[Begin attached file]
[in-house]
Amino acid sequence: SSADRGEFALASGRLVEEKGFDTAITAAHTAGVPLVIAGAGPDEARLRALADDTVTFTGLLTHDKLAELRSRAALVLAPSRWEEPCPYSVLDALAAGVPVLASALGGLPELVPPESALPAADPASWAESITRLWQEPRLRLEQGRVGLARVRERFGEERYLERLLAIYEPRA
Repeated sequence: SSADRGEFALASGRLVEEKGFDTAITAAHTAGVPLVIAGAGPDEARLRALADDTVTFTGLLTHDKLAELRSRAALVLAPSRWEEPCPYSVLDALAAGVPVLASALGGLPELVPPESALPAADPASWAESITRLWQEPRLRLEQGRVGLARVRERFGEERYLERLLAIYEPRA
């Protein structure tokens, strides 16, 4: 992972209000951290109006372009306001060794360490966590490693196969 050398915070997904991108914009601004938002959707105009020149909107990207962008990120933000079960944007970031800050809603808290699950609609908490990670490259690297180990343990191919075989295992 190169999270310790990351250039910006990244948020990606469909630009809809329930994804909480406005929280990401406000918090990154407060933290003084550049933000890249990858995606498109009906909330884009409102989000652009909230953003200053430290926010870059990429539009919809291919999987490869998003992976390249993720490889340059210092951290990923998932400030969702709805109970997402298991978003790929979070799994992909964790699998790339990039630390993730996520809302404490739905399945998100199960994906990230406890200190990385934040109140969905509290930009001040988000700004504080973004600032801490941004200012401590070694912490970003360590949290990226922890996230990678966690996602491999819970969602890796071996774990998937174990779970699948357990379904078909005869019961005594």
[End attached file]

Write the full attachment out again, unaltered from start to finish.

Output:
[in-house]
Amino acid sequence: SSADRGEFALASGRLVEEKGFDTAITAAHTAGVPLVIAGAGPDEARLRALADDTVTFTGLLTHDKLAELRSRAALVLAPSRWEEPCPYSVLDALAAGVPVLASALGGLPELVPPESALPAADPASWAESITRLWQEPRLRLEQGRVGLARVRERFGEERYLERLLAIYEPRA
Repeated sequence: SSADRGEFALASGRLVEEKGFDTAITAAHTAGVPLVIAGAGPDEARLRALADDTVTFTGLLTHDKLAELRSRAALVLAPSRWEEPCPYSVLDALAAGVPVLASALGGLPELVPPESALPAADPASWAESITRLWQEPRLRLEQGRVGLARVRERFGEERYLERLLAIYEPRA
């Protein structure tokens, strides 16, 4: 992972209000951290109006372009306001060794360490966590490693196969 050398915070997904991108914009601004938002959707105009020149909107990207962008990120933000079960944007970031800050809603808290699950609609908490990670490259690297180990343990191919075989295992 190169999270310790990351250039910006990244948020990606469909630009809809329930994804909480406005929280990401406000918090990154407060933290003084550049933000890249990858995606498109009906909330884009409102989000652009909230953003200053430290926010870059990429539009919809291919999987490869998003992976390249993720490889340059210092951290990923998932400030969702709805109970997402298991978003790929979070799994992909964790699998790339990039630390993730996520809302404490739905399945998100199960994906990230406890200190990385934040109140969905509290930009001040988000700004504080973004600032801490941004200012401590070694912490970003360590949290990226922890996230990678966690996602491999819970969602890796071996774990998937174990779970699948357990379904078909005869019961005594």